State to Release Some Clinton Emails on Friday; Thousands Still Delayed
The State Department is set to release 2,000 pages were of Hillary Clinton’s emails on Friday.
Luckily for Clinton, the emails will be released after the early state primaries.
When asked about the delay, the State Department blamed an internal matter and the recent snowstorm in Washington, D.C.
The Hill reports:
As part of the process of making the emails public, the State Department is required to have other agencies review Clinton’s emails to check if any information should be redacted or marked as classified.
According to the department, it simply “missed” sending roughly 7,000 pages of emails to other agencies, and did not notice the oversight until earlier this month. Its efforts to correct the problem were further delayed by the snowstorm, which closed the federal government through Wednesday.
The department has not even sent out documents to 12 agencies to review, it said.
Last week, the department pushed to delay the final deadline until Feb. 29.
As the journalist who sued the department to force the emails’ release pointed out, however, that would be after voters in the first four primary states have gone to the polls.
“[I]f the Court allows State to delay release of thousands of pages of Democratic presidential candidate Hillary Clinton’s official work emails, a substantial portion of the electorate will be forced to vote without the benefit of important information to which it is entitled about the performance of one of the candidates for U.S. President while serving as Secretary of State,” lawyers opposing the department’s schedule claimed earlier this week.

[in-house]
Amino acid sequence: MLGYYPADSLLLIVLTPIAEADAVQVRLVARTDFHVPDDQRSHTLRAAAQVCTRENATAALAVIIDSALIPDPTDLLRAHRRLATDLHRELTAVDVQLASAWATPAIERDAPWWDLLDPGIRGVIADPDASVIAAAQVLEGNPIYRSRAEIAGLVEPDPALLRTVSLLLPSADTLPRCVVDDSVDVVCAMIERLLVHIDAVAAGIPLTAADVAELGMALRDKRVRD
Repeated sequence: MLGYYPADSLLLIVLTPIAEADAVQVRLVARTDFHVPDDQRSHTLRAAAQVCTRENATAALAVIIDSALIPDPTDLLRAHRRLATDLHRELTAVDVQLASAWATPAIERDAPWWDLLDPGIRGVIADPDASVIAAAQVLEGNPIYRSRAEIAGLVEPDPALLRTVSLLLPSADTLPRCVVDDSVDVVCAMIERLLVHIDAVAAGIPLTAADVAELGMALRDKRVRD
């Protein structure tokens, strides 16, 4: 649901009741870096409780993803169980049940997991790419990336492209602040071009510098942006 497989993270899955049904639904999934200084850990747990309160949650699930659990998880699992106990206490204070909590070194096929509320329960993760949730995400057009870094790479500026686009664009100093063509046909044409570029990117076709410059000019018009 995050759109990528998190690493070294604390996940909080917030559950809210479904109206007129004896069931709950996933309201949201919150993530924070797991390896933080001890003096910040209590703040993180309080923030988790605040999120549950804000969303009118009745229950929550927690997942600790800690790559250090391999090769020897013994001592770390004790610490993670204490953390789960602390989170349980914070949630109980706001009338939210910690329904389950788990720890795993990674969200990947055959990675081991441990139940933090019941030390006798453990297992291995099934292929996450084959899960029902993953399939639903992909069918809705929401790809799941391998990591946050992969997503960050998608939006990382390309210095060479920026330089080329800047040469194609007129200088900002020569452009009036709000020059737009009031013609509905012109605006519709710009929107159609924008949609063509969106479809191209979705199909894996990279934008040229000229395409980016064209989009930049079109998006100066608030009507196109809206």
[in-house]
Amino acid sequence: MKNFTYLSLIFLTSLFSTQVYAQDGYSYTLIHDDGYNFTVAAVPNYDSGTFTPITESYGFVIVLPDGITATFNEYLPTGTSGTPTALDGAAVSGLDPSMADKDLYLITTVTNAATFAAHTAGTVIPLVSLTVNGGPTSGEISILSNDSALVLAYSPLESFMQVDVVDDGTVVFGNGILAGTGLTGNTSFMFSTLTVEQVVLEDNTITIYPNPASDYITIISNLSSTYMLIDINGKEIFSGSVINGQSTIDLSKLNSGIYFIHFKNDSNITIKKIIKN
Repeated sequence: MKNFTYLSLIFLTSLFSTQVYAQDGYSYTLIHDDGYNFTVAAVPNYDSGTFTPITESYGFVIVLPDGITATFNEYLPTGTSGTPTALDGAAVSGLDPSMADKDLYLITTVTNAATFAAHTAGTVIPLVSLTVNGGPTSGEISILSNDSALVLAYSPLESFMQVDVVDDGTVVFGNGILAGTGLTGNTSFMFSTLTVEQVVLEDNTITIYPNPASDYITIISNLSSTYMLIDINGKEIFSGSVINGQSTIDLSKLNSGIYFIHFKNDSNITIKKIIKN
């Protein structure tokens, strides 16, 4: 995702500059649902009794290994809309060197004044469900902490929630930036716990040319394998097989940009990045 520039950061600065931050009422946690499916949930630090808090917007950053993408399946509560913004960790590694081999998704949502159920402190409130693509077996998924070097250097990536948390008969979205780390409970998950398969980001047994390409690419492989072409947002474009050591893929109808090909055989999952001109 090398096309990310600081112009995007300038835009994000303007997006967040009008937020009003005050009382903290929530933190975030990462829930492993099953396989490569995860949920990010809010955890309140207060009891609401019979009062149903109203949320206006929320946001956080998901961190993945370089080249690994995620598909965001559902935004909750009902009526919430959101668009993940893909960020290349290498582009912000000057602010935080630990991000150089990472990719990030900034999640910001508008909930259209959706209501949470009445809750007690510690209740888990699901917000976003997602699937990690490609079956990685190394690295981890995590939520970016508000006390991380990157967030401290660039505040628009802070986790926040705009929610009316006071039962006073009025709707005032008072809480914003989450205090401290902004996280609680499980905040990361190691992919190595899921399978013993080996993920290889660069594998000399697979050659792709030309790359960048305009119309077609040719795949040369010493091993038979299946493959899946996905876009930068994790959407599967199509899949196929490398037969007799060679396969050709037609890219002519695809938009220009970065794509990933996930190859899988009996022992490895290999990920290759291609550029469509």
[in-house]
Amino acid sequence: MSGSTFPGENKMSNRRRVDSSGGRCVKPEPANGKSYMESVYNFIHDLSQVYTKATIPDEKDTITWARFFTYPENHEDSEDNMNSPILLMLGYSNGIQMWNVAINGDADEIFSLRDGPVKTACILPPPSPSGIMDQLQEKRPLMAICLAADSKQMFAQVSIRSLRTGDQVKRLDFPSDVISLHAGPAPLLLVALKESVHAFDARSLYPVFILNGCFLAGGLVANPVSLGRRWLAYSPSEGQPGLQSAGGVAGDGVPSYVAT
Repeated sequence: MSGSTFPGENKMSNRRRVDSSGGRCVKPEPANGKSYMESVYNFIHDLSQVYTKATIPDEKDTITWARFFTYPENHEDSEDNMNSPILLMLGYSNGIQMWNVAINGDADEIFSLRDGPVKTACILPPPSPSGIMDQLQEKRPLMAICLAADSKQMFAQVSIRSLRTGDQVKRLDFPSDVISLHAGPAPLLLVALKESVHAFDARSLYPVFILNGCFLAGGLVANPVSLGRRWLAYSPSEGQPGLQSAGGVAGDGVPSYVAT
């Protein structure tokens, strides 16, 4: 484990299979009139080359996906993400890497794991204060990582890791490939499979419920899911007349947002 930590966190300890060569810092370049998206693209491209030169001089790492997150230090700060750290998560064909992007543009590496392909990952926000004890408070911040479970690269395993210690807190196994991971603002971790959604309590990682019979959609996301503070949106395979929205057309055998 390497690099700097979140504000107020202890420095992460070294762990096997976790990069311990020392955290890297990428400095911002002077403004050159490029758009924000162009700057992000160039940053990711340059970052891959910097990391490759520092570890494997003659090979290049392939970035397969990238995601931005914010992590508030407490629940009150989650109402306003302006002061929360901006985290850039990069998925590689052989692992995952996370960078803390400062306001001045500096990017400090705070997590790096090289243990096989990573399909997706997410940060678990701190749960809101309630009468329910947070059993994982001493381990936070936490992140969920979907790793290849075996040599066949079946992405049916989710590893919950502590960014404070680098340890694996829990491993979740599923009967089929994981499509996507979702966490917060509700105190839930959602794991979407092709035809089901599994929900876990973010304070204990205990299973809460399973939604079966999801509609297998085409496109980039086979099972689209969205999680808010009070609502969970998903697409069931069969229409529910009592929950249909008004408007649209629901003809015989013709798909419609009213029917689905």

The Obama administration was unmoved.
“Upcoming electoral events, while admittedly important to the public, do not change the fact that State needs this reasonable amount of additional time to complete the final stage of this enormous and complex undertaking,” lawyers representing the State Department wrote.
Critics have warned that the final tranche of emails could contain scandalous or scintillating nuggets about Clinton’s time in the State Department. Administration lawyers this week attempted to dismiss those allegations.
The 7,000 pages of emails that won’t be out for another month needed to go through “multiple” other agencies for review, they claimed.
“But that does not mean that these emails are more ‘controversial’ than other emails, or that the oversight that led to them not being sent to all the necessary agencies was related to their substance,” they wrote.
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